Ford was invited to Roosevelt's annual Birthday Ball. He promptly registered as a Democrat, a fervent FDR supporter. "I was so impressed when I met Franklin and Eleanor Roosevelt," recalled Glenn Ford to his son decades "I was thrilled when I got back to Los Angeles and found a beautiful photograph autographed to me. It always held a place of high honor in my home."After 35 interviews and glowing reviews for him Glenn Ford had young female fans begging for his autograph, too. However, the young man was disappointed when Columbia Pictures did nothing with this prestige and new visibility and instead kept plugging him into conventional films for the rest of his 7-year contract, his next picture, was his first Western, a genre with which he would be associated for the rest of his life. Set after the Civil War, it paired him with another young male star under contract, Bill Holden, who became a lifelong friend. More routine films followed, none of them memorable, but lucrative enough to allow Ford to buy his mother and himself a beautiful new home in the Pacific Palisades.

So Ends Our Night affected the young star in another way: in the summer of 1941, while the United States was still technically neutral, he enlisted in the Coast Guard Auxiliary, though he had a class 3 deferment. He began his training in September, 1941, driving three nights a week to his unit in San Pedro and spending most weekends there. Ten months after Ford's portrait of a young anti-Nazi exile, the United States entered World War II. After playing a young pilot in his 11th Columbia film, Flight Lieutenant, Ford went on a cross-country 12-city tour to sell war bonds for Army and Navy Relief. In the midst of the many stars donating their time – from Bob Hope to Cary Grant to Claudette Colbert – he met the popular dancing star Eleanor Powell; the two soon fell in love. While making another war drama, with Edward G. Robinson, an ardent anti-fascist, Glenn impulsively volunteered for the United States Marine Corps Reserve on December 13, 1942; the startled studio had to beg the Marines to give their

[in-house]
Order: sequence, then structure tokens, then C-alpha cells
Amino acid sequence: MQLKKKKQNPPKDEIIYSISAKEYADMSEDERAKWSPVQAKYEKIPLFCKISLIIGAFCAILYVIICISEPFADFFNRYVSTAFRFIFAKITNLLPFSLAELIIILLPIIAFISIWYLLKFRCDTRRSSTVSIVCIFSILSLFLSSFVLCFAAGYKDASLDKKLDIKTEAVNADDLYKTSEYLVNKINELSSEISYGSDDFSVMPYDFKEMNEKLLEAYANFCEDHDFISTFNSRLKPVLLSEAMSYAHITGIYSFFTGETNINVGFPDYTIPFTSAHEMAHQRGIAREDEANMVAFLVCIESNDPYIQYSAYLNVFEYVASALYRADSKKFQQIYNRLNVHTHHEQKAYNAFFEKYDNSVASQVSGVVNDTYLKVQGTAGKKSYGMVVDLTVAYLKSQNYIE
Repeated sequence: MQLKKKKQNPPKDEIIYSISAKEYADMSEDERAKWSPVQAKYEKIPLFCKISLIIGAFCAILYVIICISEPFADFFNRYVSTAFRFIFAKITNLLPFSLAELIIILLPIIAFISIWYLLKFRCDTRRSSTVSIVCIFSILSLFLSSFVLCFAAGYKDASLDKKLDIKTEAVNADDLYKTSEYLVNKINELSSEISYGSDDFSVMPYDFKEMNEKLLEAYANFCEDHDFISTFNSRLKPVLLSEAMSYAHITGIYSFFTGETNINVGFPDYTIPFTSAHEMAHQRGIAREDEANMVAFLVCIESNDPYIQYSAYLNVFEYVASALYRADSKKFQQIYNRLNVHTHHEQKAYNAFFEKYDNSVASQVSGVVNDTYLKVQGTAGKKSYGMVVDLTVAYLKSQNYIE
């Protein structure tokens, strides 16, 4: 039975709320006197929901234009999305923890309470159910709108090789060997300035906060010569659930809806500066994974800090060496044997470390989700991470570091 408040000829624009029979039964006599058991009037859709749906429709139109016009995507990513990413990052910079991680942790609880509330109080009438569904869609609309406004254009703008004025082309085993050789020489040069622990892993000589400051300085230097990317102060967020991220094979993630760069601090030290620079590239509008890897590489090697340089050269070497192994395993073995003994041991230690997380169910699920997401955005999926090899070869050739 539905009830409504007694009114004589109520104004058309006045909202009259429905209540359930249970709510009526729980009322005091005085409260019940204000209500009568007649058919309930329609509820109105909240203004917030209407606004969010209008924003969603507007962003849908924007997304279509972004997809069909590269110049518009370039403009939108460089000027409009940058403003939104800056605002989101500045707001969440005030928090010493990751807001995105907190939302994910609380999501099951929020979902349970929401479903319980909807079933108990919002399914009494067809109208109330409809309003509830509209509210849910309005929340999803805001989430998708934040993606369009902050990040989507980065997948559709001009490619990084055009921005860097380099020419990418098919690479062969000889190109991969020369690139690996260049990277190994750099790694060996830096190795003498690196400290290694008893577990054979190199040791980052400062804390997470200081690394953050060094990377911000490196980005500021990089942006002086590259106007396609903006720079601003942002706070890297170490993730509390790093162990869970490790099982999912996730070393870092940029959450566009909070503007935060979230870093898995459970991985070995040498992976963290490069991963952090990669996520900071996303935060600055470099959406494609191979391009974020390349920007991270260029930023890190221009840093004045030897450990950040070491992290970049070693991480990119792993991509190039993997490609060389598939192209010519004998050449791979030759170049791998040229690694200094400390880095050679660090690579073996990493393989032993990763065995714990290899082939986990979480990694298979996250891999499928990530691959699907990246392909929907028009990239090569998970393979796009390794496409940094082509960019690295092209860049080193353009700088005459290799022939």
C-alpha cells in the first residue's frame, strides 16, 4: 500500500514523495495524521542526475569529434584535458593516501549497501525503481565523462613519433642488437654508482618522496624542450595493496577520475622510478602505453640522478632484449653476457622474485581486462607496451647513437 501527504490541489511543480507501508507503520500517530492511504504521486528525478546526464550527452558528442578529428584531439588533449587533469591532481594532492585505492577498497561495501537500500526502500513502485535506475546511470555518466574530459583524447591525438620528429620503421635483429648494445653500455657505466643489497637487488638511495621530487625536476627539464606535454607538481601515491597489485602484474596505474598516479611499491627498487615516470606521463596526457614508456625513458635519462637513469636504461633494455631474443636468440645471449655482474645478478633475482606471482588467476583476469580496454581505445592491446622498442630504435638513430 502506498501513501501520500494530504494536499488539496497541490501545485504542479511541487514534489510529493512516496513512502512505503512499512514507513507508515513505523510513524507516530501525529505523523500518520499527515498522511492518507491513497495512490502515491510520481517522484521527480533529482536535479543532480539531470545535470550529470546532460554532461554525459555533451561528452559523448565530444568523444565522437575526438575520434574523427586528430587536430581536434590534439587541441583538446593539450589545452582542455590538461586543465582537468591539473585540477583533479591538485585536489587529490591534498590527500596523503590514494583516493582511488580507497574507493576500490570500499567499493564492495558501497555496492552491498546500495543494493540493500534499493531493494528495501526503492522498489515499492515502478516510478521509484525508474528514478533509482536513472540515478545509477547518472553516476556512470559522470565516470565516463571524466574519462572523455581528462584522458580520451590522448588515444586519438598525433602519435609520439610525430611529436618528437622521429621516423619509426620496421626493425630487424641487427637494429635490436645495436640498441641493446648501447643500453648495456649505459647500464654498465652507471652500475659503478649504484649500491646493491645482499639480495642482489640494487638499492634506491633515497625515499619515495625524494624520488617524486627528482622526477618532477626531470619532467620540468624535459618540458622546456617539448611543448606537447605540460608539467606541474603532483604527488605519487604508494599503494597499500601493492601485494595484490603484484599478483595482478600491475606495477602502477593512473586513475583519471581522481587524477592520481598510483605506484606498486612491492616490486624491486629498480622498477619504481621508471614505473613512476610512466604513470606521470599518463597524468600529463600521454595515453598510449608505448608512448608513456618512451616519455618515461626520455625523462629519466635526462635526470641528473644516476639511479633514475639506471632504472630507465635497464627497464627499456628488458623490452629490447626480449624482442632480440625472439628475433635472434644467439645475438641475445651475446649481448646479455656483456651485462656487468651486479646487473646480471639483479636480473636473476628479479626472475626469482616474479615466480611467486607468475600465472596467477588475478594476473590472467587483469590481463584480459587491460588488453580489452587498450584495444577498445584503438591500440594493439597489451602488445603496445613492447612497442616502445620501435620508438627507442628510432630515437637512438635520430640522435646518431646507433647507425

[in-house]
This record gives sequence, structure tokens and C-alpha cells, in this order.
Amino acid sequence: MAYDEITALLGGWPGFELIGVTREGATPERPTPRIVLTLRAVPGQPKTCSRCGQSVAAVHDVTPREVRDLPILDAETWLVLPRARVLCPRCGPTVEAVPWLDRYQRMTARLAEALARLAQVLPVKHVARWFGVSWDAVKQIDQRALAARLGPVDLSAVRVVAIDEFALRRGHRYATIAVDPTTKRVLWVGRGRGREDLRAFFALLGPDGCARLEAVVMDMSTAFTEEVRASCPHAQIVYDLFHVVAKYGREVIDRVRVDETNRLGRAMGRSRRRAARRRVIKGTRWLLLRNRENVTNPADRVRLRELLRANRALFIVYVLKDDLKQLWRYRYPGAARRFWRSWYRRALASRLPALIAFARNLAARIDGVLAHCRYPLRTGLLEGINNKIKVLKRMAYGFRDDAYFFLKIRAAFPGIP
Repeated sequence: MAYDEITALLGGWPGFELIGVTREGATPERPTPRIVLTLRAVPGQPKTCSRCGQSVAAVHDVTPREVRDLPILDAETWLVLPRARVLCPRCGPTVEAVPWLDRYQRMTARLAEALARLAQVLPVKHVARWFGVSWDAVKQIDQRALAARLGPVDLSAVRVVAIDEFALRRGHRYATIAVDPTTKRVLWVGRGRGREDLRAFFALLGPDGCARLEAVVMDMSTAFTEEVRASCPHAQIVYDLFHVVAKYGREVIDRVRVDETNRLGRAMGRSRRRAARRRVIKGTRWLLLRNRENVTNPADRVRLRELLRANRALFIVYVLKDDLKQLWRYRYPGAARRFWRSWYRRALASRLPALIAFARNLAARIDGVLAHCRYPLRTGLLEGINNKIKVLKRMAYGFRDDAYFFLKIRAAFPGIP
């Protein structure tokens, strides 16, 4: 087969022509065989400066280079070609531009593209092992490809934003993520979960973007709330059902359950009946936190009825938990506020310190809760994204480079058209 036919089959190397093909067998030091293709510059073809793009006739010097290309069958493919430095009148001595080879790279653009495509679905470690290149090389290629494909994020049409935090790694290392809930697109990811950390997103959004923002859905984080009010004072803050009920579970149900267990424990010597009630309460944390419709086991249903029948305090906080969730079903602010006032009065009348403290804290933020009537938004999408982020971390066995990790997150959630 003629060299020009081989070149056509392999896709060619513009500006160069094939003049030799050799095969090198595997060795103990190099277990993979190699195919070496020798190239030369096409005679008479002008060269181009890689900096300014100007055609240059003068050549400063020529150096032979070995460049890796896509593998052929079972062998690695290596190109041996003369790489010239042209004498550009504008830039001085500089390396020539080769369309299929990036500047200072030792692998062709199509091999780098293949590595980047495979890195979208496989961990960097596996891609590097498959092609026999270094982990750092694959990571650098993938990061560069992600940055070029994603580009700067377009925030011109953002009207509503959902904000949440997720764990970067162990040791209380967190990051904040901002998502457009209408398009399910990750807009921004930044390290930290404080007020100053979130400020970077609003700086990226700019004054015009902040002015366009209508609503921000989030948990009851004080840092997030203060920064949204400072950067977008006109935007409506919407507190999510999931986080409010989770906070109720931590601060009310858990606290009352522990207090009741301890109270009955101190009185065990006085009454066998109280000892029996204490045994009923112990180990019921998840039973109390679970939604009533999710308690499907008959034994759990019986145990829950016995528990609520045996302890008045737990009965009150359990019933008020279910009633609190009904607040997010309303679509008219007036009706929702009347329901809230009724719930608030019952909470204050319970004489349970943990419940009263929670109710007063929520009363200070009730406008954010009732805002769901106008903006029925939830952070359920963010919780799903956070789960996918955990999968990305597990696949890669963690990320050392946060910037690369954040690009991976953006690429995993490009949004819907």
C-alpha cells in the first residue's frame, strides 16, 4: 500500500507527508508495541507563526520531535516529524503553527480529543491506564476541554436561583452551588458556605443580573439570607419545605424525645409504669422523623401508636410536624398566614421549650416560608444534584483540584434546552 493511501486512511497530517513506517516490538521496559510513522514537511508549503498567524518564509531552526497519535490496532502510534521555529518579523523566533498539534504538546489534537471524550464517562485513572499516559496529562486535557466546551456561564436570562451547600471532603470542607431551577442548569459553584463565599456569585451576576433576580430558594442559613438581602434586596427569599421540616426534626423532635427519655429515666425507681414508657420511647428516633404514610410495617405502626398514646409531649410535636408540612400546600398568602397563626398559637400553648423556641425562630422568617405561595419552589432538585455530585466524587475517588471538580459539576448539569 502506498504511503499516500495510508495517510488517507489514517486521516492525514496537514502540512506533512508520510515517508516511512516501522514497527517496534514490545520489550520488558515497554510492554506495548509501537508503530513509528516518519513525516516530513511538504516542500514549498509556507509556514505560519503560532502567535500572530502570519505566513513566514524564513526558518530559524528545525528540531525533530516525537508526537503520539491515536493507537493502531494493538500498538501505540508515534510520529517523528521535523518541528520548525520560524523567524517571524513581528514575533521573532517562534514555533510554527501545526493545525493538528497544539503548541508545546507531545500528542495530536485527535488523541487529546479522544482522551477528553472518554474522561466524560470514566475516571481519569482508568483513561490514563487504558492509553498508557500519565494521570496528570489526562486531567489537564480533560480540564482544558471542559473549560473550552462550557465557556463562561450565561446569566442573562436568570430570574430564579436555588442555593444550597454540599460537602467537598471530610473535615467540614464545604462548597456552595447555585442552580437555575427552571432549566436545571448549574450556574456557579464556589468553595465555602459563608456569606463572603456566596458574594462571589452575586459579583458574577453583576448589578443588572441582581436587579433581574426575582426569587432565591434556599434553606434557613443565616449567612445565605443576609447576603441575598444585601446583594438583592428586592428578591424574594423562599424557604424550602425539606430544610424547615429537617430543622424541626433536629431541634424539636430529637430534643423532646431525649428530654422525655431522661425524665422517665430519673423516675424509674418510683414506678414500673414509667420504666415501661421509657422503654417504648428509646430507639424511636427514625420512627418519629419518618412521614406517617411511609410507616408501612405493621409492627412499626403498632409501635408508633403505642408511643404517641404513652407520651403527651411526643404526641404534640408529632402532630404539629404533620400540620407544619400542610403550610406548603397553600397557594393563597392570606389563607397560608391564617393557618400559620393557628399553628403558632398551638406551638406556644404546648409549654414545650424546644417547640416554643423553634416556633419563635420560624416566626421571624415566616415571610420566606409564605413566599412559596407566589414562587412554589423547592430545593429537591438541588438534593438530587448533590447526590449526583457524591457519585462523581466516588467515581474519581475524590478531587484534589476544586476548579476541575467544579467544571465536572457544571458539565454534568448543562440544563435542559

Umang Gupta

Umang Gupta is an Indian-American entrepreneur and Silicon Valley executive credited with writing the first business plan for Oracle Corporation. Umang Gupta holds a Bachelor of Technology degree in Chemical Engineering from Indian Institute of Technology, India, an M. B. A. degree from Kent State University in Ohio, US. In 1996, Umang received the Distinguished Alumnus Award of the Indian Institute of Technology Kanpur. After working seven years at IBM, in 1981 Umang Gupta joined Oracle Corporation as their 17th employee and served as vice president and general manager of the Microcomputer Products Division through 1984, he is credited with writing the first business plan for the company. Umang has been an active investor and advisor to a number of Silicon Valley start-up companies including serving on the Board of Trustees of Mosaix, a publicly held call-center systems company from 1997 to 1999 until its sale to Lucent Technologies, he was the founder and chief executive of Gupta Technologies, a client/server database and tools company, from 1984 to 1996, where he helped to usher in the era of client server computing with the first SQL database server and application development tools for PC networks.